Kids playing out alone / being left home alone...

(116 Posts)
Itsnotahoover Fri 19-Apr-13 21:46:16

There's been a lot of threads recently about what age to leave kids home alone etc and I'm just wondering what the general consensus is.

It seems that the majority think that a child of say 6 or 7 shouldn't be left in the house alone in case of fire/parent having an accident/some other unspeakable disaster, yet it seems to be more acceptable to allow kids of the same age to play out unsupervised, and I'm a bit confused as to what is acceptable?

My ds is 7. He's very sensible in the house, never touches anything he shouldn't and won't even get himself a drink without asking. I know I could safely leave him alone while I nipped to the shop up the road and he would still be parked in front of the TV when I got back. I never have done but I know I could.

However, loads of his friends play out on the local park. We live in a little village and it's pretty quiet, but there's a fairly busy through road to cross to get to the park, and I just wouldn't trust him on his own as he has a tendency to dilly dally on roads and isn't aware enough of cars coming out of driveways etc.

I guess my questions are these:

At what age would you let your 7 year old stay home alone for say 30 minutes?

At what age would you let them play out unsupervised?

If the answers to the above two questions are different, why? Do you perceive more dangers within your own home or on the street?

Would you be more likely to judge someone who left their kids home alone, or who let them play out alone and why?

Just curious why opinions differ that's all smile

Itsnotahoover Sat 20-Apr-13 22:58:23

Thanks for all your replies, I've certainly got some food for thought smile

Was talking to ds's dad about this today (we aren't together) and it turns out he's already left ds in his house once or twice to nip to the shop next door which made me a bit cross as I felt he should've discussed this with me first hmm Not really sure how I feel about it, as, like I said, I know ds is very sensible, but I just wouldn't feel comfortable doing it yet.

I have spoken to ds tonight and said that I will start letting him walk ahead of me and use the crossing on his own a bit so as I can see how he copes, and possibly work up to him nipping to the shop at the top of the street with me stood watching. He's very happy with this as he says he feels grown up!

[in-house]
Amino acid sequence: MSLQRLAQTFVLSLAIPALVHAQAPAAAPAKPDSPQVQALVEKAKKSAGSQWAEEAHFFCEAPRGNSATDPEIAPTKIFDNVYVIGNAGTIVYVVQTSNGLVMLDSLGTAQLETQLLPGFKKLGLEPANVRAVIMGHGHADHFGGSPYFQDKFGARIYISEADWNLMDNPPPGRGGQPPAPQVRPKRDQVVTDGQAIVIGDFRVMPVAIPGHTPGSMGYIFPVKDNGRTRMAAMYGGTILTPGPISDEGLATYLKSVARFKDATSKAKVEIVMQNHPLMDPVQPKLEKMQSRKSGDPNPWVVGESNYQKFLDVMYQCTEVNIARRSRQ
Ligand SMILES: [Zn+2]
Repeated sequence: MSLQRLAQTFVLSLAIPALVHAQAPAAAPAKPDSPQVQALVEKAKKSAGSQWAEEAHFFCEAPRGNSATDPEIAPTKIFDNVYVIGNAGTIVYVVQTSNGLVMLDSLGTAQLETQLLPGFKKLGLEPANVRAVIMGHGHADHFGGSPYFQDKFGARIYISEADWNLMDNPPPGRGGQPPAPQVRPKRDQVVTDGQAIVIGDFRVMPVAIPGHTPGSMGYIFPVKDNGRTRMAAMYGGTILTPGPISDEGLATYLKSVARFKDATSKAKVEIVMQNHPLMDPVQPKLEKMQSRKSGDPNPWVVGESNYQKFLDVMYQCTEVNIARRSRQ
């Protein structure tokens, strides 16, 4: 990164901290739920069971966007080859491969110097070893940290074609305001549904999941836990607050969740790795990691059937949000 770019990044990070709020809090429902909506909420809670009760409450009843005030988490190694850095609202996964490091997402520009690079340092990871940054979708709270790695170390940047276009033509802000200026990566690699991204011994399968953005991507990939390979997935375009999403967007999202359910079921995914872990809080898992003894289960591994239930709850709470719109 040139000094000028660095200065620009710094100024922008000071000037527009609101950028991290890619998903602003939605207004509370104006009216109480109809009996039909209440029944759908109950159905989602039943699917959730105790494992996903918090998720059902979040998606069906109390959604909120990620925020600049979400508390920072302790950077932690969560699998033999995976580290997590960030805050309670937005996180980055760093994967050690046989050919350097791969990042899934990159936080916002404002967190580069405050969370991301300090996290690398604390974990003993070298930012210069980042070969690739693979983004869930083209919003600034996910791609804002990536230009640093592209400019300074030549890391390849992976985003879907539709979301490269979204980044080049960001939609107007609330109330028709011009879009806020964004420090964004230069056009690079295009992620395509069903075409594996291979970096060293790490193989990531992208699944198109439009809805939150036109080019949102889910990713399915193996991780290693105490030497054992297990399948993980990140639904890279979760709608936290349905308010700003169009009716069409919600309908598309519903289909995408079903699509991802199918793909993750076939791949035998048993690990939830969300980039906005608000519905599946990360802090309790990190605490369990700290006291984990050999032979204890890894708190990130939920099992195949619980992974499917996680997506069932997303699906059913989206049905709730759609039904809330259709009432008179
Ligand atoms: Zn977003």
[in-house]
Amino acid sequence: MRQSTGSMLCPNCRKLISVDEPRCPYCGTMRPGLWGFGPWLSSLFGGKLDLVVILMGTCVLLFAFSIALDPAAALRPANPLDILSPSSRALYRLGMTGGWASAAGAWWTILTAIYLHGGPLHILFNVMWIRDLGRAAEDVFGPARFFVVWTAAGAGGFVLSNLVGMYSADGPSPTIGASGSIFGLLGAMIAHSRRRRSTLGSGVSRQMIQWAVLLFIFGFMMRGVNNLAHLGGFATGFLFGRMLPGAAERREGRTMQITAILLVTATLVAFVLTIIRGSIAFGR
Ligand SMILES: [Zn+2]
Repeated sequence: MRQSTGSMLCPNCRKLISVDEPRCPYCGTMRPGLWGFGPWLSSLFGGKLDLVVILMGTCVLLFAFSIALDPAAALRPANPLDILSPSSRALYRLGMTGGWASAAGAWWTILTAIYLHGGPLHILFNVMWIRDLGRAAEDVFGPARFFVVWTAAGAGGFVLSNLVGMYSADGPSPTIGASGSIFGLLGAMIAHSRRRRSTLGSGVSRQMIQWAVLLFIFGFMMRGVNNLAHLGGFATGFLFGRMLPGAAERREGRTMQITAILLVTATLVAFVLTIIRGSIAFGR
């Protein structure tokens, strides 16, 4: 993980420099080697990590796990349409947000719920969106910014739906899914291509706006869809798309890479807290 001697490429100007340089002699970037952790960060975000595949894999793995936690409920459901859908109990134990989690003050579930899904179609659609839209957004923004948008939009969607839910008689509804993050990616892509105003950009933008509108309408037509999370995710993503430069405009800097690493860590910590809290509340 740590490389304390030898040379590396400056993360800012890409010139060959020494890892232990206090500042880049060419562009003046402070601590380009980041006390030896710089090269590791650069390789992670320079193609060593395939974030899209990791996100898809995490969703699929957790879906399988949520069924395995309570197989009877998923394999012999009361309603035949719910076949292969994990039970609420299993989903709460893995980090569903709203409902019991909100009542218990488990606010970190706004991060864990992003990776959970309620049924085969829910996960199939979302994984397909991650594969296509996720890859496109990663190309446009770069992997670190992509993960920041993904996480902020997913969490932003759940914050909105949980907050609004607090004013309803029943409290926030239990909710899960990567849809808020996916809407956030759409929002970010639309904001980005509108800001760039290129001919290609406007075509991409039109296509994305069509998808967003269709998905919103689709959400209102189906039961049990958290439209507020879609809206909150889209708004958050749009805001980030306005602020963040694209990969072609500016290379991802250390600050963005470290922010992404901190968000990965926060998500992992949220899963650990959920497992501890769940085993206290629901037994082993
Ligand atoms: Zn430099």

BegoniaBampot Sat 20-Apr-13 23:32:31

moved to a quiet estate so the 7 and 10 yr old can play out alone at the park a minutes walk away. left the 10 yr old alone recently for the first time as he wasn't well and had to do school run so not for long. also sent him to the shop round the corner (busy road to cross but with pedestrian crossing) since 9 yrs.

SpanishFly Sun 21-Apr-13 00:00:11

Depends on the child, depends where you live. When ds1 was 5 I'd never have dreamed that he'd be playing out at the age of 7. We have a few kids in the street so there's always a few of them out playing. We also live in a very safe area. I also ask ds to ask the parent to text me to let me know where he's playing. Hes often out for hours (aged8) but I usually know where he is and theres a mum on hand.
Home alone? Hmm. I remember a thread saying 7 was acceptable and I was appalled. Being in a house unattended is very different from being in the quiet street with a few kids and people walking dogs etc. ie they wouldn't be completely alone if something happened

livinginwonderland Sun 21-Apr-13 22:30:45

i was home alone for 30 mins plus from the age of eight or nine. i was home alone all day during the holidays from the age of 12.

i played out in the street from the age of about six.

momcop1495 Tue 24-Sep-13 10:24:37

NSPCC states http://www.nspcc.org.uk/help-and-advice/for-parents-and-carers/guides-for-parents/home-alone/home-alone_wda90645.html
a link from the COAM website.